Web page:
Determination of RVA genotypes

The genotype of each of the 11 genes of the three DS-1-like G9P[8] and five G2P[4]/G9P[8] reference strains was determined using the RotaC v2.0 automated genotyping tool (http://rotac.regatools.be/) [38] according to the guidelines proposed by the Rotavirus Classification Working Group (RCWG) [39].

Phylogenetic analysis

Multiple alignment of each gene was carried out using ClustalW. Maximum-likelihood phylogenetic trees were constructed for the 11 genes. The best substitution models for the 11 genes were decided based on the corrected Akaike information criterion value as implemented in MEGA7.0.26. The models used in this study were Tamura 3-parameter (T92) + gamma distributed (G) (VP7, VP4, and VP6), Tamura-Nei (TN93) + G + invariable sites (I) (VP1), TN93 + I (VP2), T92 + G + I (VP3), and T92 + I (NSP1-NSP5). The reliability of the branching was estimated from 1000 bootstrap replicates. For designating lineages, the already established lineages were referenced [40].

Nucleotide sequence accession numbers

The nucleotide sequence data presented in this manuscript have been deposited in the DDBJ and EMBL/GenBank data libraries. The accession numbers for the nucleotide sequences of the VP1-VP4, VP6, VP7, and NSP1-NSP5 genes of strains DBM2017-016, DBM2017-203, DBM2018-291, DBM2017-003, DBM2017-015, DBM2018-105, DBM2017-014, and DBM2018-111 are LC514470-LC514480, LC514481-LC514491, LC514492-LC514502, LC514503-LC514513, LC514514-LC514524, LC514525-LC514535, LC514536-LC514547, and LC514548-LC514557, respectively.

Results

Nucleotide sequencing and whole genotype constellation

The genomic dsRNAs of three Thai G9P[8] strains with a short electropherotype, DBM2017-016, DBM2017-203, and DBM2018-291, were extracted from stool samples. Strains DBM2017-016, DBM2017-203, and DBM2018-291 were isolated from a 3 years 9 months old female, a 2 years old male, and a 5 months old female, respectively. None of the three children had received an RVA vaccination. To gain an insight into the genomic variety among the three strains, and the genetic relatedness with other RVA strains worldwide, full-genome sequencing of these three strains was performed using an Illumina MiSeq platform. In addition, the nucleotide sequences of the full genomes of five locally circulating HuRVA strains (three G2P[4] strains with a short electropherotype and two G9P[8] strains with a long electropherotype) were determined as well, as references. Complete or nearly complete nucleotide sequences of all 11 genes of these eight HuRVA strains could be determined. The lengths of the nucleotide and amino acid sequences of the 11 genes of the eight Thai RVA strains, with related sequence read data, are summarized in S1 Table.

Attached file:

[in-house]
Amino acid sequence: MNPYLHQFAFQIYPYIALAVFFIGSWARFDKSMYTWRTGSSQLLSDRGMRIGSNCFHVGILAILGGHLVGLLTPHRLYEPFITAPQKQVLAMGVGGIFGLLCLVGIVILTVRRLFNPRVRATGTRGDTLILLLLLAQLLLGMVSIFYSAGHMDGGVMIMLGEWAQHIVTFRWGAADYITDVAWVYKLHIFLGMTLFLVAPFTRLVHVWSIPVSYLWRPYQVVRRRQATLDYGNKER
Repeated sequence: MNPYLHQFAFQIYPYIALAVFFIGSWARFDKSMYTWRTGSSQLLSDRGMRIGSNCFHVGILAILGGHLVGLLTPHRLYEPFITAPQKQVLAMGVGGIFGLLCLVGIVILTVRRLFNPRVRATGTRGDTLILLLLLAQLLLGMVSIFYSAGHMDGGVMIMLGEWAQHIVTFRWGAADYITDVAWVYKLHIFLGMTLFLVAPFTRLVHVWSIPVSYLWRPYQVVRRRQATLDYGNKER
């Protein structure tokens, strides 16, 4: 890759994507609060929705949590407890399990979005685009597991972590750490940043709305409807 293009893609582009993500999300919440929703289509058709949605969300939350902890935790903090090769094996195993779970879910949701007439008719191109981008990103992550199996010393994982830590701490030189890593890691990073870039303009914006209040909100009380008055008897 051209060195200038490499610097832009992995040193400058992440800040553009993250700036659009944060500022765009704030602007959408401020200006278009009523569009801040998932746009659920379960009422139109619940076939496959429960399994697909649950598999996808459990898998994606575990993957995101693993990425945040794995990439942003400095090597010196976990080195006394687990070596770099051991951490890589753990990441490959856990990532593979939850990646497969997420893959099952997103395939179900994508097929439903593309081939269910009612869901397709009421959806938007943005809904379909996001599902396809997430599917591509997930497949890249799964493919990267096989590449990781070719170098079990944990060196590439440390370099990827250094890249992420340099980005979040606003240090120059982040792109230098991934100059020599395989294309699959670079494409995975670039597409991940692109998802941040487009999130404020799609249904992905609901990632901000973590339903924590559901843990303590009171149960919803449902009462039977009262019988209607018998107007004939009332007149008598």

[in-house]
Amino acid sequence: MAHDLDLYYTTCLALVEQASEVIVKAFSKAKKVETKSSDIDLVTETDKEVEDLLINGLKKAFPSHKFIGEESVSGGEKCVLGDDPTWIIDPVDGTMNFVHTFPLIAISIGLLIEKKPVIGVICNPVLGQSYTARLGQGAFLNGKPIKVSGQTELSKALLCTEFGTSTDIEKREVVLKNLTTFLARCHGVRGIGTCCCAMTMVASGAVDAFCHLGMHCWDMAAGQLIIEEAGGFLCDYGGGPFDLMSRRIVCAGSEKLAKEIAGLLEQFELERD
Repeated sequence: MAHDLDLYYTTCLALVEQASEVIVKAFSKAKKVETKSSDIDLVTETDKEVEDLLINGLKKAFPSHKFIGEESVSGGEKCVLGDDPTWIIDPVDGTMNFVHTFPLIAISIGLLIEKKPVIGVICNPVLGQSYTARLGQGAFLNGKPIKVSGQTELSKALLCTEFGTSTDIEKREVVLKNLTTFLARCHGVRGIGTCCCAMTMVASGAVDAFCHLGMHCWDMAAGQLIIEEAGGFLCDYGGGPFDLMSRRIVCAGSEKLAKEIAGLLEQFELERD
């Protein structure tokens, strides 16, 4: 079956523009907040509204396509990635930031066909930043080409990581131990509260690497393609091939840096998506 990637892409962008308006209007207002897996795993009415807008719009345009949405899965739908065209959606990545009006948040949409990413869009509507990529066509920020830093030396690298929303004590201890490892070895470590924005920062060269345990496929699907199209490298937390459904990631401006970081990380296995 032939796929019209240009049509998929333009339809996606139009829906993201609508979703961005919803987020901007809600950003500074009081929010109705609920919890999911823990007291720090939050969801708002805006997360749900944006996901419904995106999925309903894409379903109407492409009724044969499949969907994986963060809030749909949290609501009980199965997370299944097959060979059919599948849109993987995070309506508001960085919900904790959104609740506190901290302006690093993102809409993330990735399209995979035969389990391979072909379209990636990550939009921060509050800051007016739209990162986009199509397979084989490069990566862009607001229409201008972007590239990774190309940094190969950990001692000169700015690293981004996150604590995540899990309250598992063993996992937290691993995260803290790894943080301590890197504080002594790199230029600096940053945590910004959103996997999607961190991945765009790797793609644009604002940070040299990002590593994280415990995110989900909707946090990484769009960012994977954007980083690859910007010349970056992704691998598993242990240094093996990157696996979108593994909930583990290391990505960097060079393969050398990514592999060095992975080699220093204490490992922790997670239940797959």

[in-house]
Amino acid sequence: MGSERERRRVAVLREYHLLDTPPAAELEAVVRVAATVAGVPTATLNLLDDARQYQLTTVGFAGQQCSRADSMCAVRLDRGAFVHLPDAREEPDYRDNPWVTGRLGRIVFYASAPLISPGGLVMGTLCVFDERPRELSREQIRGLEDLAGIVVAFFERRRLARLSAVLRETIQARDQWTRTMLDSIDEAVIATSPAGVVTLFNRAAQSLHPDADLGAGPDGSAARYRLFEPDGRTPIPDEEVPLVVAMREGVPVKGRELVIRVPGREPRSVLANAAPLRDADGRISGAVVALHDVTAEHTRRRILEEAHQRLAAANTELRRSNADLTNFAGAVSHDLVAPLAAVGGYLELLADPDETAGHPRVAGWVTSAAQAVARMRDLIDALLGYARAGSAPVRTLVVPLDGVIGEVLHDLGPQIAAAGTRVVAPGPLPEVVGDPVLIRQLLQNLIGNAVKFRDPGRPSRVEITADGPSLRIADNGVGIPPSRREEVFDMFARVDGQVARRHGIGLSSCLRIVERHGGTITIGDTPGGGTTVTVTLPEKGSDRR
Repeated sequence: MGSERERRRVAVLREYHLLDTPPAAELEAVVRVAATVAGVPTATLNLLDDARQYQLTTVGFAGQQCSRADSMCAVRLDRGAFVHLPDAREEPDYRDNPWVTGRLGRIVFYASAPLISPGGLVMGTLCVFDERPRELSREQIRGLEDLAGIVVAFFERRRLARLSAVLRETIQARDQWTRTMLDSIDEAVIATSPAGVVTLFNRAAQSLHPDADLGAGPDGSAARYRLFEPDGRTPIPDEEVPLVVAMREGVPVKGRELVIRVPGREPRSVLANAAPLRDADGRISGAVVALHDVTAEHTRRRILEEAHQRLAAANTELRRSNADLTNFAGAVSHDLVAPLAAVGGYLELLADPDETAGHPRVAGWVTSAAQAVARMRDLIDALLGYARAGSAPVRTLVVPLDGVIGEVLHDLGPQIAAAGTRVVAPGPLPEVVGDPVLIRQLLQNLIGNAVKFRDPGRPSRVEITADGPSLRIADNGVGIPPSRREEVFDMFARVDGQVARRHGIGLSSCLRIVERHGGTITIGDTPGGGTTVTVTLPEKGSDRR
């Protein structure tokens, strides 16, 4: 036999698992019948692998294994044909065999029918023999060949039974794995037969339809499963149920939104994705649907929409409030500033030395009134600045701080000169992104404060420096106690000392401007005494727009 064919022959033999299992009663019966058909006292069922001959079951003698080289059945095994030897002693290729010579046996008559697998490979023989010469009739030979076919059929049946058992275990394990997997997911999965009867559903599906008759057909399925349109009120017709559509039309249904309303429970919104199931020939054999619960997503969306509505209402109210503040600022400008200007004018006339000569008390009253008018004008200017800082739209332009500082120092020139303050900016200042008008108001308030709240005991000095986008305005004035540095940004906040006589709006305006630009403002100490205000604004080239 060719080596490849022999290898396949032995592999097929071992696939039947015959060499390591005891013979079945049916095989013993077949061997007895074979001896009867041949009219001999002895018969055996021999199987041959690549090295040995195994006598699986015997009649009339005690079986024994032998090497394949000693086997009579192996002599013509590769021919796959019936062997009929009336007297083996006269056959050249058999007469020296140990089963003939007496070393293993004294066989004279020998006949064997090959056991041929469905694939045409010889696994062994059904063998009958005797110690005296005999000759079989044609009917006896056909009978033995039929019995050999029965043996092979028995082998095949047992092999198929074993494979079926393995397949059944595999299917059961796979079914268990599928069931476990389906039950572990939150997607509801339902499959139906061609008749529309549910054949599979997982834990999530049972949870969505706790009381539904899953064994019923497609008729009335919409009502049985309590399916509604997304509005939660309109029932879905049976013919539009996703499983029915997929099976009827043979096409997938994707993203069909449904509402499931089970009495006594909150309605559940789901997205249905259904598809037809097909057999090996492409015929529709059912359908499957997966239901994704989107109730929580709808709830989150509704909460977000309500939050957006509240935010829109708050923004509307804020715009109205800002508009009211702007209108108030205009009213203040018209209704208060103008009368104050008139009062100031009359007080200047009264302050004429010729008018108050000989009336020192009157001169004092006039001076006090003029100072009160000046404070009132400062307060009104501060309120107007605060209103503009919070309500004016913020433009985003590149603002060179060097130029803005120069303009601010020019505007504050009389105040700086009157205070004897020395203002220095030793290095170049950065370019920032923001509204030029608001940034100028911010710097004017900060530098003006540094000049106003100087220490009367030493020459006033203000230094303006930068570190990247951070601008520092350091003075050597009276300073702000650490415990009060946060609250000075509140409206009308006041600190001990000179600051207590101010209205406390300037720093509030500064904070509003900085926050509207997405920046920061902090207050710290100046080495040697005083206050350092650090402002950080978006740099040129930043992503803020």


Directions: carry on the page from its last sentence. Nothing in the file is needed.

The 11 genes of the three study strains, DBM2017-016, DBM2017-203, and DBM2018-291, were all assigned as G9-P[8]-I2-R2-C2-M2-A2-N2-T2-E2-H2 (Fig 1). The three strains were confirmed to have the G9P[8] genotype and a DS-1-like genetic backbone, as suggested on RT-PCR-based G/P genotyping and RNA electropherotyping, respectively (Tacharoenmuang et al., in preparation). Strains DBM2017-016, DBM2017-203, and DBM2018-291 were named RVA/Human-wt/THA/DBM2017-016/2017/G9P[8], RVA/Human-wt/THA/DBM2017-203/2017/G9P[8], and RVA/Human-wt/THA/DBM2018-291/2018/G9P[8], respectively, according to the guidelines for the uniformity of RVAs proposed by the RCWG. Comparison of the complete genotype constellations of the three study strains with those of other G9 and non-G9 HuRVA strains is shown in Fig 1. Except for the G genotype, the three strains had a unique genotype constellation (P[8]-I2-R2-C2-M2-A2-N2-T2-E2-H2), which is commonly found in emerging DS-1-like intergenogroup reassortant strains having the G1/3/8P[8] genotype [6, 10, 1234]. On the other hand, only three of the 11 genes (VP4, VP6, and VP2) of these study strains appeared to be virtually identical (>99.4% identity), suggesting genomic variety among these three strains. The 11 gene segments of five locally circulating HuRVA strains, DBM2017-003, DBM2017-015, DBM2018-105, DBM2017-014, and DBM2018-111, were assigned as G2-P[4]-I2-R2-C2-M2-A2-N2-T2-E2-H2 (strains DBM2017-003, DBM2017-015, and DBM2018-105) and G9-P[8]-I1-R1-C1-M1-A1-N1-T1-E1-H1 (strains DBM2017-014 and DBM2018-111) (Fig 1), and thus they were named RVA/Human-wt/THA/DBM2017-003/2017/G2P[4], RVA/Human-wt/THA/DBM2017-015/2017/G2P[4], RVA/Human-wt/THA/DBM2018-105/2018/G2P[4], RVA/Human-wt/THA/DBM2017-014/2017/G9P[8], and RVA/Human-wt/THA/DBM2018-111/2018/G9P[8], respectively.